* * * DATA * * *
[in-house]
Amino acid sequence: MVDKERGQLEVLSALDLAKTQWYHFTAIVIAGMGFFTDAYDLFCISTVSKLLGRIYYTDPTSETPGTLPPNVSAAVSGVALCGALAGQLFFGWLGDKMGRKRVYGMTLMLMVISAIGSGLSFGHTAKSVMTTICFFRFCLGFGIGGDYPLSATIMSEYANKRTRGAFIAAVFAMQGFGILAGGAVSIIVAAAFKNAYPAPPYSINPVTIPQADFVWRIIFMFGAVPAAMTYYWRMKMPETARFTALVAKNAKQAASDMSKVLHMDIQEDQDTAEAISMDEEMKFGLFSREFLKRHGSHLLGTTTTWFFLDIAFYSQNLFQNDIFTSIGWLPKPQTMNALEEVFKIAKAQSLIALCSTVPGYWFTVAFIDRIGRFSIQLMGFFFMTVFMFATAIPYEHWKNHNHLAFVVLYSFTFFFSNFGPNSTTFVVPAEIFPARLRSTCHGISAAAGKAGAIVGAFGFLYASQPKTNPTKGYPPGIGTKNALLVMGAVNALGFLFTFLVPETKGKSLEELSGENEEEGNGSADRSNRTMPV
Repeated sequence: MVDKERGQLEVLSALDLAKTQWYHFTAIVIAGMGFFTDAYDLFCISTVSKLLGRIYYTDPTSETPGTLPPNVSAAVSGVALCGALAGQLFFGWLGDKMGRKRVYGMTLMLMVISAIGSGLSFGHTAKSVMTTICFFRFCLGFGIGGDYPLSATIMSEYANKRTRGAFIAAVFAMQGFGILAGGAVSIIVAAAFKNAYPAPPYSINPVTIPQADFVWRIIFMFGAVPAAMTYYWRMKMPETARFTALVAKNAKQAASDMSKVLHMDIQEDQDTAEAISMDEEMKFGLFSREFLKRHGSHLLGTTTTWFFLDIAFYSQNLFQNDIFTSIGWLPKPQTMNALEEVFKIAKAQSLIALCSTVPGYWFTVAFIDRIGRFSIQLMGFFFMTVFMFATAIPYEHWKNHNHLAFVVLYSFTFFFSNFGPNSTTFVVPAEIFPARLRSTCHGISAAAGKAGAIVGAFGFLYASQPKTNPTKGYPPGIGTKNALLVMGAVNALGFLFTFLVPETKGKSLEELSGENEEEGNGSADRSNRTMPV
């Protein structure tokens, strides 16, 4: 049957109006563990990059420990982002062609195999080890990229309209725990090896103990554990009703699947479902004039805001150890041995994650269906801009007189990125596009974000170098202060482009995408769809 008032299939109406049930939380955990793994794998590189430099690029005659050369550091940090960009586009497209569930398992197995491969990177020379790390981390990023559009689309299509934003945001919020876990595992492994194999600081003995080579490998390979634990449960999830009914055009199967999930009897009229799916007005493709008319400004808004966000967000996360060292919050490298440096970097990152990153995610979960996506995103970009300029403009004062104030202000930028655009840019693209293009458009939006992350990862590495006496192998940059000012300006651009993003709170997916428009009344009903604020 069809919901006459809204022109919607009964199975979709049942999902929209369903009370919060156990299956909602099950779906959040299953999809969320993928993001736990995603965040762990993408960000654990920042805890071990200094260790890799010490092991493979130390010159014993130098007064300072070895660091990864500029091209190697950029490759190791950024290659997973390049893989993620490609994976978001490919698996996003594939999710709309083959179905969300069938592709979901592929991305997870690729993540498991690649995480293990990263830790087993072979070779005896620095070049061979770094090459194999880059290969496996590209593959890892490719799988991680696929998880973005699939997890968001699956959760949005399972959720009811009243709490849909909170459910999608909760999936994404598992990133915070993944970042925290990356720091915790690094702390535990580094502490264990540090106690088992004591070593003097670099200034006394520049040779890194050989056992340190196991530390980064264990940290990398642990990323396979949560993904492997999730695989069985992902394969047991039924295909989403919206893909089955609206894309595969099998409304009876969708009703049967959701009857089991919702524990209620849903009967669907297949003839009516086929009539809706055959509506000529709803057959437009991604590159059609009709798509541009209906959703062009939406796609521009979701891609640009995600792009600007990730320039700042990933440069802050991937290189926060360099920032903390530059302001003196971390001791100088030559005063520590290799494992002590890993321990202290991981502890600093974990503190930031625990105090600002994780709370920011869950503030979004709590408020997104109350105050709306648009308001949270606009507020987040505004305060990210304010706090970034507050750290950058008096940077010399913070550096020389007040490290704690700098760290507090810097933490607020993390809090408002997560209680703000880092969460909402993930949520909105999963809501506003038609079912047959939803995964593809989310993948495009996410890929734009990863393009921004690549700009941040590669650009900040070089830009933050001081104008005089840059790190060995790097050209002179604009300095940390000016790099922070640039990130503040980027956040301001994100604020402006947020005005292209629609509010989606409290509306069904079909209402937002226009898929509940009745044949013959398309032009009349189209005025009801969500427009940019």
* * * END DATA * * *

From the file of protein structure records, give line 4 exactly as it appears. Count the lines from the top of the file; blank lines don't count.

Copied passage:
């Protein structure tokens, strides 16, 4: 049957109006563990990059420990982002062609195999080890990229309209725990090896103990554990009703699947479902004039805001150890041995994650269906801009007189990125596009974000170098202060482009995408769809 008032299939109406049930939380955990793994794998590189430099690029005659050369550091940090960009586009497209569930398992197995491969990177020379790390981390990023559009689309299509934003945001919020876990595992492994194999600081003995080579490998390979634990449960999830009914055009199967999930009897009229799916007005493709008319400004808004966000967000996360060292919050490298440096970097990152990153995610979960996506995103970009300029403009004062104030202000930028655009840019693209293009458009939006992350990862590495006496192998940059000012300006651009993003709170997916428009009344009903604020 069809919901006459809204022109919607009964199975979709049942999902929209369903009370919060156990299956909602099950779906959040299953999809969320993928993001736990995603965040762990993408960000654990920042805890071990200094260790890799010490092991493979130390010159014993130098007064300072070895660091990864500029091209190697950029490759190791950024290659997973390049893989993620490609994976978001490919698996996003594939999710709309083959179905969300069938592709979901592929991305997870690729993540498991690649995480293990990263830790087993072979070779005896620095070049061979770094090459194999880059290969496996590209593959890892490719799988991680696929998880973005699939997890968001699956959760949005399972959720009811009243709490849909909170459910999608909760999936994404598992990133915070993944970042925290990356720091915790690094702390535990580094502490264990540090106690088992004591070593003097670099200034006394520049040779890194050989056992340190196991530390980064264990940290990398642990990323396979949560993904492997999730695989069985992902394969047991039924295909989403919206893909089955609206894309595969099998409304009876969708009703049967959701009857089991919702524990209620849903009967669907297949003839009516086929009539809706055959509506000529709803057959437009991604590159059609009709798509541009209906959703062009939406796609521009979701891609640009995600792009600007990730320039700042990933440069802050991937290189926060360099920032903390530059302001003196971390001791100088030559005063520590290799494992002590890993321990202290991981502890600093974990503190930031625990105090600002994780709370920011869950503030979004709590408020997104109350105050709306648009308001949270606009507020987040505004305060990210304010706090970034507050750290950058008096940077010399913070550096020389007040490290704690700098760290507090810097933490607020993390809090408002997560209680703000880092969460909402993930949520909105999963809501506003038609079912047959939803995964593809989310993948495009996410890929734009990863393009921004690549700009941040590669650009900040070089830009933050001081104008005089840059790190060995790097050209002179604009300095940390000016790099922070640039990130503040980027956040301001994100604020402006947020005005292209629609509010989606409290509306069904079909209402937002226009898929509940009745044949013959398309032009009349189209005025009801969500427009940019």